When it comes to building wealth, muddying the difference between perception and reality is the key manipulation tool that banksters use to goad people into wrong choices.
America is now exactly 5 months away from the day the US Fiscal cliff will crater the economy unless a Congress which has never been as partisan as it is currently agrees to collaborate and delay the day of reckoning. This is very unlikely to happen before the presidential elections for obvious reasons, and it is even more unlikely to happen after the elections when politicians demonstrate just why the term "graceful loser" has never existed when describing what happens in D.C. So what would happen to the US economy if and when January 1, 2013 rolls in and nothing has changed, and how does this differ from the consensus? The chart below from BofA answers that particular question, and brings up a new one: even if the Fed goes ahead with more NEW QE today or in September, if the "cliff" consensus really is as wrong as it very well may be, will the Fed have no choice but to follow up its easing at this FOMC meeting or the next with another one immediately following? And is this precisely the one consideration for Ben Bernanke, who realizes very well that if financial conditions, read the Russell 2000, are relaxed just in time for the crucial decision on Bush Tax Cut extension, then absolutely nothing will happen, forcing the Fed to continue being the sole source of "stimulus" in America. Of course, in that case expect nothing from the Fed not only in in August and September, but well into 2013.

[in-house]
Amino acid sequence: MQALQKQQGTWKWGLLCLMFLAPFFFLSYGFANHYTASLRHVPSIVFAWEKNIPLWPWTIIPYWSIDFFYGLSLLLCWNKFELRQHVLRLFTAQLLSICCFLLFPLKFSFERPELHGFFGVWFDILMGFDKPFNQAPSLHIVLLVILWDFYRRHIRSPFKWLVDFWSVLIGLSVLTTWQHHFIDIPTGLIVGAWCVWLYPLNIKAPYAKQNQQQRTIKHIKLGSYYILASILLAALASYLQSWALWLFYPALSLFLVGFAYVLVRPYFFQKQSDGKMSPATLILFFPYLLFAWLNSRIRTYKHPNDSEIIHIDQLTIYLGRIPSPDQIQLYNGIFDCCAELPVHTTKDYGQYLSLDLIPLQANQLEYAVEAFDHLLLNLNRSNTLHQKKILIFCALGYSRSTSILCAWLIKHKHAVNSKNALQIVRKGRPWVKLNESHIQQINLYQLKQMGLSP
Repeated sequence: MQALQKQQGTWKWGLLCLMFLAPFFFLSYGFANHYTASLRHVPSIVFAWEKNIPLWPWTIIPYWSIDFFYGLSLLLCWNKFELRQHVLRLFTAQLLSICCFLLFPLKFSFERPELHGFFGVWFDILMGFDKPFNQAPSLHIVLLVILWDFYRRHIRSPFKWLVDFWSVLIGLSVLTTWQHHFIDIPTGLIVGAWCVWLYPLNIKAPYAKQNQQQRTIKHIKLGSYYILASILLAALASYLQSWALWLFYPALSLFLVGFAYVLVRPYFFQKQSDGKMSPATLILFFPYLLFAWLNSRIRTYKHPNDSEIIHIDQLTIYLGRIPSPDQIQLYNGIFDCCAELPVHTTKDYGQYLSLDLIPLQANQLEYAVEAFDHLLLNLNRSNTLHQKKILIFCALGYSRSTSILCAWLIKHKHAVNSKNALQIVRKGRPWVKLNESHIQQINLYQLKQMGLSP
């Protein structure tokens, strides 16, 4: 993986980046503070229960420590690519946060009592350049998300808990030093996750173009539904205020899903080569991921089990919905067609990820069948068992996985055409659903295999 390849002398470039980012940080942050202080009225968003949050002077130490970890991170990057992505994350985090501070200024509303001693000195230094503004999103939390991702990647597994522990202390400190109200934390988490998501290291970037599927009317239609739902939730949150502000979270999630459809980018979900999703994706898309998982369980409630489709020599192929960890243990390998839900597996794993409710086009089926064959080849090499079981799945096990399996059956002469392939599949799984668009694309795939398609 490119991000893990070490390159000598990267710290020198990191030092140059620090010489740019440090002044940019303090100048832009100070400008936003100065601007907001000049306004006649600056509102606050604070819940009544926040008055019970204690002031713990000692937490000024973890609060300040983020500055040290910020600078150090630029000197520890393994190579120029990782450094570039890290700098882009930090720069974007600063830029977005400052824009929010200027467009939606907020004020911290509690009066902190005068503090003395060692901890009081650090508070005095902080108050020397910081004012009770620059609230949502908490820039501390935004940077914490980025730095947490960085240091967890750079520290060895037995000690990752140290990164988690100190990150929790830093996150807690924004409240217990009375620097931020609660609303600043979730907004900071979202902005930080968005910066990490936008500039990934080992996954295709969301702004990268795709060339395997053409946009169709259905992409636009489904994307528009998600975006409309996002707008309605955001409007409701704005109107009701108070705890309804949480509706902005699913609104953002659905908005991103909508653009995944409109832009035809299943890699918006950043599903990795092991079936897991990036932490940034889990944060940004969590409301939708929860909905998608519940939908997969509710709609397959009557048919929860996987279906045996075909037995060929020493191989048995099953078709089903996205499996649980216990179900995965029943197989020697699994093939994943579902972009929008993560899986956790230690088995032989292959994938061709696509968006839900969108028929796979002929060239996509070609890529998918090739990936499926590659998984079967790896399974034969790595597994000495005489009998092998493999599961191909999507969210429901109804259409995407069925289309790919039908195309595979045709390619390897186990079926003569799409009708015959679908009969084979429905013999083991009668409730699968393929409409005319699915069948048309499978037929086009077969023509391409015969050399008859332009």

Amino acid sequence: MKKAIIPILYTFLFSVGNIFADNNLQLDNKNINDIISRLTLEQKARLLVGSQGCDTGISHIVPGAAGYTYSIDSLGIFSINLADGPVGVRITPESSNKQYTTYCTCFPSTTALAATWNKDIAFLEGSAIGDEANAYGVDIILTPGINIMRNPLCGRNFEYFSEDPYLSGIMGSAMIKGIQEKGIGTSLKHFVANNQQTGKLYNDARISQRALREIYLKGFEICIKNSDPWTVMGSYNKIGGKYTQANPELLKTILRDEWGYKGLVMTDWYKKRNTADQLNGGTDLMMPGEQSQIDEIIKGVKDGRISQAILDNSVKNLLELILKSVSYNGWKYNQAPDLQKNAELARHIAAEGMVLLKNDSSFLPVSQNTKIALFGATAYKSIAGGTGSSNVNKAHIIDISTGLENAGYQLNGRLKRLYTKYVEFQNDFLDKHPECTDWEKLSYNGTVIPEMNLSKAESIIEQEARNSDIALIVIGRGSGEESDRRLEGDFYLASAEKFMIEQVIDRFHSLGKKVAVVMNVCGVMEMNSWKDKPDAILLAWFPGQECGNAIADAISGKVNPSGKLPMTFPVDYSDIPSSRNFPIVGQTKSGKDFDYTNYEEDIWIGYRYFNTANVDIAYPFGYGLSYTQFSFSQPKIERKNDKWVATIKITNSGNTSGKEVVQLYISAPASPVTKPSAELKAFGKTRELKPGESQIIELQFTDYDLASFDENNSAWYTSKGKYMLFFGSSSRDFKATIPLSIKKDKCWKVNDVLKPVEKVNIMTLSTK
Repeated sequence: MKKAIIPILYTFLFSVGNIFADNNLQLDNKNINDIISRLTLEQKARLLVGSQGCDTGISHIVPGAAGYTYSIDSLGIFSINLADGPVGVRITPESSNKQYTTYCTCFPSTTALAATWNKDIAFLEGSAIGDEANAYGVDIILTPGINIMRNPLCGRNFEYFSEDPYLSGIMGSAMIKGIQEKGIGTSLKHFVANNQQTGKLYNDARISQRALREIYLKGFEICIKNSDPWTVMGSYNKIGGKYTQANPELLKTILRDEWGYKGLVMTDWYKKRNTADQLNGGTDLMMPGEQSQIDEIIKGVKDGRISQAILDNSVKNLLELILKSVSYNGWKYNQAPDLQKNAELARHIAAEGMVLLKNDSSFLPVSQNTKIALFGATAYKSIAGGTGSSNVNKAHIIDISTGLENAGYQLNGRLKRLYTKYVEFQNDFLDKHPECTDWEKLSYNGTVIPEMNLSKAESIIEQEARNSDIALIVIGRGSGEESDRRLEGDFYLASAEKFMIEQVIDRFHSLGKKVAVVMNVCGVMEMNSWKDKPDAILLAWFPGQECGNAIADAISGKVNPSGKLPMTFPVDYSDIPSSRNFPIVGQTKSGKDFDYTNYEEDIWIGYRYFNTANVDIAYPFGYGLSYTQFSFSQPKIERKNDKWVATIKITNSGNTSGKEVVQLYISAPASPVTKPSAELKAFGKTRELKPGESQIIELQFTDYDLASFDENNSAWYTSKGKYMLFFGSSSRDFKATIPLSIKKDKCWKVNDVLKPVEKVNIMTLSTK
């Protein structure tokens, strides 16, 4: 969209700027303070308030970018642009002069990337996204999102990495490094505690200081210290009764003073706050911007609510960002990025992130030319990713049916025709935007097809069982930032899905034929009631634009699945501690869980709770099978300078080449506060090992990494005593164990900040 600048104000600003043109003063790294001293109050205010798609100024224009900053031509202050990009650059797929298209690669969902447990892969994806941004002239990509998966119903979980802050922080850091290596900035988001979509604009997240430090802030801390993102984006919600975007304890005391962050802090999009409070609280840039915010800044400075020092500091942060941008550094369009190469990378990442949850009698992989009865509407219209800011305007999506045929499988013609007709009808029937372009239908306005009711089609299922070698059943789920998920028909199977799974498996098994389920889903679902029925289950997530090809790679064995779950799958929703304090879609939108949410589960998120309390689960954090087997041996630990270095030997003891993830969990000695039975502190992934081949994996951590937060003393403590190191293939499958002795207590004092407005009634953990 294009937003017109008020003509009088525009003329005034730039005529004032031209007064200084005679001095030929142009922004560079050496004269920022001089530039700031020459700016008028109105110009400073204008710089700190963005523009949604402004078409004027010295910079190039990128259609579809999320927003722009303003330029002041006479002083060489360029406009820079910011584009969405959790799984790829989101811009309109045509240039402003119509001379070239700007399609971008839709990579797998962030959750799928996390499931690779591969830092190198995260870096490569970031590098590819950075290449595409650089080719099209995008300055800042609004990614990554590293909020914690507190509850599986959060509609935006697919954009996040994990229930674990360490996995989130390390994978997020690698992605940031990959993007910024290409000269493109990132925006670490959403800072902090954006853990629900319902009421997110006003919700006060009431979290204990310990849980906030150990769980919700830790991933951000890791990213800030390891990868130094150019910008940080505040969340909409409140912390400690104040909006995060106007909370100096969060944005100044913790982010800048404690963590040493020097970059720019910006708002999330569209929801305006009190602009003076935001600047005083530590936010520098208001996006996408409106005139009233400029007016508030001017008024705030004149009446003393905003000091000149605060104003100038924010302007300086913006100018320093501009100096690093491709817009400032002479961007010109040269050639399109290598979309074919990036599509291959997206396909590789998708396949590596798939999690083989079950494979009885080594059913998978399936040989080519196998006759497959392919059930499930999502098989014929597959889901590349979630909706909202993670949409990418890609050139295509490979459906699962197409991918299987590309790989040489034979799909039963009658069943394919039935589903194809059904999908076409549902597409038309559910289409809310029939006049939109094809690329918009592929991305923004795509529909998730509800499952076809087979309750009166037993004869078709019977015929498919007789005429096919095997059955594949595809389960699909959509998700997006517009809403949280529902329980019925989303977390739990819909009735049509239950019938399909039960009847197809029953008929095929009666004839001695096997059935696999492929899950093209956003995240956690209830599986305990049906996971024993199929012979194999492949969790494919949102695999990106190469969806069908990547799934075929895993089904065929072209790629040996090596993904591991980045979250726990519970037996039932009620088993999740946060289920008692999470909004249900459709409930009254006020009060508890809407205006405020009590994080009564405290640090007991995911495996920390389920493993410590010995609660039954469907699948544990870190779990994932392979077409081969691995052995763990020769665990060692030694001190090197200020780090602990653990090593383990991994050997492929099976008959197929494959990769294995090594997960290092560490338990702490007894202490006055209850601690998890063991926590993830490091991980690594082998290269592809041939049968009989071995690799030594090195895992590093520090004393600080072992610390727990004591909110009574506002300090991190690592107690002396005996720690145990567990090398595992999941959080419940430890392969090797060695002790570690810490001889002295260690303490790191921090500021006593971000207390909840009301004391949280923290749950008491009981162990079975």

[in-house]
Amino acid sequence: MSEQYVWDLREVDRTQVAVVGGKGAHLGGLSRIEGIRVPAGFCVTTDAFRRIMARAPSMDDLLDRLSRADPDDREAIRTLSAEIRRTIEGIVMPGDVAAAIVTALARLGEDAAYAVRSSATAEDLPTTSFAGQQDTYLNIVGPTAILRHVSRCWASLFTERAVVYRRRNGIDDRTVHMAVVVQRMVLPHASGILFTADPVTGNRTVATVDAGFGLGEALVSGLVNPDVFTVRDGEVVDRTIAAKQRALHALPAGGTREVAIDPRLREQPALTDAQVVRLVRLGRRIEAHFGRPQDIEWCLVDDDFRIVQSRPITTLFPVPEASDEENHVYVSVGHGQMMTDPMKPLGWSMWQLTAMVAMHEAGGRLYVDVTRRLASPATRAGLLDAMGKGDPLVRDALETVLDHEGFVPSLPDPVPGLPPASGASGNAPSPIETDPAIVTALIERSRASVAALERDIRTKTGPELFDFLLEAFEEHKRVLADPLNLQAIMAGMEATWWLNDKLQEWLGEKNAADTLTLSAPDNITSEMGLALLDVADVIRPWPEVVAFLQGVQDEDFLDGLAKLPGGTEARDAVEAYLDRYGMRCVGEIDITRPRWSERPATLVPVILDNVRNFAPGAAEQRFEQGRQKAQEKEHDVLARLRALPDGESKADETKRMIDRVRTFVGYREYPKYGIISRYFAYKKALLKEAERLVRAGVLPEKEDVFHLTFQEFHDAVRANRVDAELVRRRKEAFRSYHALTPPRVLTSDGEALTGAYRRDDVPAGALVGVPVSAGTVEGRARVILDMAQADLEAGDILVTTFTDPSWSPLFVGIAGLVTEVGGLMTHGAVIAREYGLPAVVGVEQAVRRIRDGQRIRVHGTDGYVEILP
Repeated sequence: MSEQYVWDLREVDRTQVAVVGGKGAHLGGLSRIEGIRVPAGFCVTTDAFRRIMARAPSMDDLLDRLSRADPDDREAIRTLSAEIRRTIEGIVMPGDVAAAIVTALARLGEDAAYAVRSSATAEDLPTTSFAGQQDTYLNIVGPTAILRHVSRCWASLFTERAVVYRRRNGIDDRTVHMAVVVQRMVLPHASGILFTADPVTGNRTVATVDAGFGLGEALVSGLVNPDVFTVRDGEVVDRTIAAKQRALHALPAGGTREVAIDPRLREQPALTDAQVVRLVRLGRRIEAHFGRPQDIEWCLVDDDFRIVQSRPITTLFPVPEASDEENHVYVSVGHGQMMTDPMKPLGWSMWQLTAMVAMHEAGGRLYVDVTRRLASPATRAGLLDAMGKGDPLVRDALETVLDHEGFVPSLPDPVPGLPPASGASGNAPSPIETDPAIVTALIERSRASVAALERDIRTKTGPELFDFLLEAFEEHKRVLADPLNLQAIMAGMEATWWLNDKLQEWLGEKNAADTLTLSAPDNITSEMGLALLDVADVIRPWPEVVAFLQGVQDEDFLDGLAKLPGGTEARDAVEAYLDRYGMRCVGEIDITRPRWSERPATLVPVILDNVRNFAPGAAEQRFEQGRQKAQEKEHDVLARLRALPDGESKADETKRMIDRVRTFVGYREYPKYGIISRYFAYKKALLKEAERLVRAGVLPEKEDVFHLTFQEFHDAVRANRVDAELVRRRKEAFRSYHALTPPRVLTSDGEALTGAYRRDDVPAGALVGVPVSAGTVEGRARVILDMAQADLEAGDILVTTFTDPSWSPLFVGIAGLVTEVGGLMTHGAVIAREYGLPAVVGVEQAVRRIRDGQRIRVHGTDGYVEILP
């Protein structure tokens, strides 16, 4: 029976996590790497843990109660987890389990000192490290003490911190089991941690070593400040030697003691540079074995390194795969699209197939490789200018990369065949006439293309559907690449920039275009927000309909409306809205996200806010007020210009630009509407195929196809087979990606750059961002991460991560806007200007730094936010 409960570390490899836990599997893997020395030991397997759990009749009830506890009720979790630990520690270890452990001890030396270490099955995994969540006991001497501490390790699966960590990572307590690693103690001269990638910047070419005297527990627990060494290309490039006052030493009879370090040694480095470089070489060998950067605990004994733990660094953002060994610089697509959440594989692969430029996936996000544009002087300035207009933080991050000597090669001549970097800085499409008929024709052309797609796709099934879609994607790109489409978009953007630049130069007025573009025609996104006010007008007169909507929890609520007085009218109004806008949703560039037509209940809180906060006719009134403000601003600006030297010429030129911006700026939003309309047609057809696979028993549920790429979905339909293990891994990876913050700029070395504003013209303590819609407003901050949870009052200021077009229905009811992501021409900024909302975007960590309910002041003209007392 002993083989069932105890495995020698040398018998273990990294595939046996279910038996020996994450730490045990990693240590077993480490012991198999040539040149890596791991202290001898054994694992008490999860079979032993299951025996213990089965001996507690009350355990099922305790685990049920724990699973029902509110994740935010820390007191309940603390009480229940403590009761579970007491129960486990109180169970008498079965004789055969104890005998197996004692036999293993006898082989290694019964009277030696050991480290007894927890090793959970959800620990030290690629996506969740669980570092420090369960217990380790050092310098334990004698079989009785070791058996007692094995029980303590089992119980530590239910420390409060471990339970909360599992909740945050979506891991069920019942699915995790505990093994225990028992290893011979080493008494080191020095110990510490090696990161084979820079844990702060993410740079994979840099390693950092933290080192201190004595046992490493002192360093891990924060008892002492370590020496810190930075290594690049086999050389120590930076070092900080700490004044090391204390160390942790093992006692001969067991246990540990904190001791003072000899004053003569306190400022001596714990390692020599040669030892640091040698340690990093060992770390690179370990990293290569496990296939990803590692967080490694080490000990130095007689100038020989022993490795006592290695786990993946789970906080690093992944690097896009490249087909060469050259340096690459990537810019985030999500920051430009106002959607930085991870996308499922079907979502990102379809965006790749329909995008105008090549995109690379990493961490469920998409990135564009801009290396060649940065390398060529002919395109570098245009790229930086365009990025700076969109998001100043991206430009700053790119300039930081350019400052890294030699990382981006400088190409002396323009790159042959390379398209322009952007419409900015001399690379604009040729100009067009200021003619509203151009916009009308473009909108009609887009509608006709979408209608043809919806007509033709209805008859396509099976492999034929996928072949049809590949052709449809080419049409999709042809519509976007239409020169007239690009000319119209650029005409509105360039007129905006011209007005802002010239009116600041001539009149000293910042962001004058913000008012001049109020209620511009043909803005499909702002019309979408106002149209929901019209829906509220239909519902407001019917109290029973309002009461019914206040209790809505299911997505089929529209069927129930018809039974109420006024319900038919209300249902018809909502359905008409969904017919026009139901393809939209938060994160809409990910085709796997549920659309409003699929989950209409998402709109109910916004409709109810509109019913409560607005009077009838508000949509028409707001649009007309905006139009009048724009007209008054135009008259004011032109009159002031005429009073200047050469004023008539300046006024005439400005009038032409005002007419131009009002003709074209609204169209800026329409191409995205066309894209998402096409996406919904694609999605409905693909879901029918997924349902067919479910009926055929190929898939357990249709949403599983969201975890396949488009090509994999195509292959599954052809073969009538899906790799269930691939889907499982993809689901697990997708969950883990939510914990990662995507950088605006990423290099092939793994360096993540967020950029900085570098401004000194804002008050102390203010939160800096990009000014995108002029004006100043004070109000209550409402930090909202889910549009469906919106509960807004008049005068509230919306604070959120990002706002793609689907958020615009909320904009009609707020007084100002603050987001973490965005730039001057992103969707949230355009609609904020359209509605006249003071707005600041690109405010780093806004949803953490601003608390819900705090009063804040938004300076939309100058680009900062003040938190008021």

Anyone who paired a corn/wheat long in July while shorting the "natural" hedges Spain and China (a painfully obvious trade in retrospect, maybe) can now take the rest of the year off. Everyone else will have to continue trying to frontrun Ben Bernanke for a few more months.